That is what I have always tried to educate the church about: that art is not something you’re supposed to quickly bend to your needs. Rather, it is in its most un-useful way that it is useful. Do you know what I mean? Why does God want to make the skies of the evenings and mornings so different every day? He could have just prescribed one shade or hue consistently throughout, yet every day is different. There is no particular need for them to be different. So in a way, I think this is how I see how the church and other institutions. They always look at art as something that has to be useful.
When I do theatre in church, often they are looking from the angle of a sermon. I always have to tell them that sometimes what I’m doing on stage is experimental, and may not even be theologically correct. However, I’m quite fortunate because the pastors do allow me to experiment to a certain degree. After a while, they’d say, “Can you stop experimenting?” Because most normal folks when they come to church they don’t want to think too much. They just want to be fed. Then I’d say, “I’m not the person who’s supposed to do this because it is not my inclination to do that.”
So that’s my relationship with the church. Historically, a lot of Christians have had that struggle with the church, like in the time of Michelangelo with the struggles he had with the Pope. I guess all Christians who are artists in their churches will have that kind of struggle as well. Art is like a bulldozer that tears down walls, or at least a means of opening a window or a door. It’s a catalyst – such that you might be inspired to explore, find the truth for yourself, and own that truth. It is my belief that that is the duty and responsibility of an artist, especially for a Christian artist.
Jonathan: I guess that’s one of the tensions we always have to navigate – that feeling of the accessibility of what you create. I think it’s interesting how there is a spectrum of work you’ve presented for the edification of the church – some experimental and some more straightforward, parable-like work as well.
This is a good place for us to transition to talking about your career because just as there are struggles that accompany being an artist in the church, I’m sure there must have also been difficulties being a Christian in the art world. In particular, I was interested in talking about your exhibition The Dramatics of Living (2013).
I read what you wrote about wanting to be a facilitator of how paint moves on the canvas and I thought that came through with the pieces for that exhibition, including one I like called ‘Quiet Foam’. To me, the paint stacked on itself in a way that almost looked like cake icing. I was curious about the process of bringing that exhibition to life and the interaction that process had with your faith.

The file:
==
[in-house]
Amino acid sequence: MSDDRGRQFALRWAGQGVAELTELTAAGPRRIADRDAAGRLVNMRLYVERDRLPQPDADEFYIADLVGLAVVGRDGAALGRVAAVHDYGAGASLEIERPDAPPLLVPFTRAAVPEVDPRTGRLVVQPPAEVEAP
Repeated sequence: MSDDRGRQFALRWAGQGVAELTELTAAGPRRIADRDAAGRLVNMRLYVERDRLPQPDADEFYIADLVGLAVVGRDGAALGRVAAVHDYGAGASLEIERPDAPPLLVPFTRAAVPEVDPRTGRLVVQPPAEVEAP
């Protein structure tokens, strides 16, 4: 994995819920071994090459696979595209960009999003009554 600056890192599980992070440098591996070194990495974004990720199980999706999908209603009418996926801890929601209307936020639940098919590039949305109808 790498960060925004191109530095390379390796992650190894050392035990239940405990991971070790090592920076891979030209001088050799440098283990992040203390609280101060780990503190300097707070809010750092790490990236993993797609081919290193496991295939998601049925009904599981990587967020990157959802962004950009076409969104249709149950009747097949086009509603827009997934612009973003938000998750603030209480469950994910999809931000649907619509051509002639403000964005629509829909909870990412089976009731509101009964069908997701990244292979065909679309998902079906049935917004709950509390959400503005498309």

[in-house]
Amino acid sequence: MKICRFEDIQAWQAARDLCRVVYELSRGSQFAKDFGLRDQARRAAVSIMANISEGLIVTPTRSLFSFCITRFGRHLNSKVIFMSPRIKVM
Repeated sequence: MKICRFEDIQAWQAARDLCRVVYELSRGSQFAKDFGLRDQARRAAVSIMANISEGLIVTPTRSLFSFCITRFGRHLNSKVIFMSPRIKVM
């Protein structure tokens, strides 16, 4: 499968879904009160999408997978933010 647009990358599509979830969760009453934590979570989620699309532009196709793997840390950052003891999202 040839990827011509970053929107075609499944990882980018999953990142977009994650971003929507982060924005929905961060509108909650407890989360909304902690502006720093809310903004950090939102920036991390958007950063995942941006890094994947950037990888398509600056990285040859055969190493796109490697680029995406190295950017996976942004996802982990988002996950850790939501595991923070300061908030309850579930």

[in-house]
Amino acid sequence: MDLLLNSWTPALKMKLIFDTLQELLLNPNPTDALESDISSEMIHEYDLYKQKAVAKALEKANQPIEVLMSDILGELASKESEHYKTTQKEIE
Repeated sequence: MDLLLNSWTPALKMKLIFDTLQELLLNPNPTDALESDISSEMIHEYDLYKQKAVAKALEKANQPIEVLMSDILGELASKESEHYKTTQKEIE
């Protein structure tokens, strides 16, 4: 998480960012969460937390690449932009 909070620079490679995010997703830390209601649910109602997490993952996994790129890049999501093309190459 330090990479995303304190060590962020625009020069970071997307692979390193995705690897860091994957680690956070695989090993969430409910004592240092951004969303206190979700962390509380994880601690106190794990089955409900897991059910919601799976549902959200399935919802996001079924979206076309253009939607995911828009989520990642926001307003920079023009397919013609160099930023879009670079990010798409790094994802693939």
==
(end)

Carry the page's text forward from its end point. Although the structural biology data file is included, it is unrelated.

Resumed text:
Mike: First of all, I’m not involved full-time in artmaking. I was an engineer and until I really had no more energy or inspiration left to be in engineering, I was telling my wife, “I really want to be a full-time artist! I just want to paint for the rest of my life”. And my wife was like, “Are you sure we are not going to be hungry?” (laughs) I was thinking, okay, maybe I will paint when I have time and give myself work that will be able to bring in the bread and the butter. So I started Stampede Pictures, a video production company doing wedding videos, but soon went into corporate videos and commercials. That’s how God has led me.
The Dramatics of Living was during that period of my life when I felt I was doing so much commercial work where everybody wanted to tell the world, “Hey look at me! Look how fantastic I am!” I love what I do in video and film production, but I was getting fed up with all the overly dramatic promotional videos I was making. For me to create all those artworks afterwards – that was my reflection lah. That was my anger: that it was overdramatic all the time in the commercial world. And everyone artistic has to be angry about certain things so that the work has that content that people will be able to resonate with.
That’s why I was trying to bend the paint and the medium- it’s acrylic paint actually. It’s plastic paint. And I was trying to bend it in a certain way that was hard to bend as an expression of how my world was in day-to-day living. It was almost like you had to bend every aspect of yourself to suit what the world was wanting from you. That’s how the exhibition was conceptualised.
The American art scene surprised me in a big way because it’s very different from Singapore. They were much more receptive towards the abstract and their curiosity was like… Wow. I created an installation in the middle of the painting exhibition– it’s literally a cardboard box, and in the box, I put a television inside with a video of me drowning. When you go in and have no more space to look around, you get the feeling that water is filling up and you are drowning with me.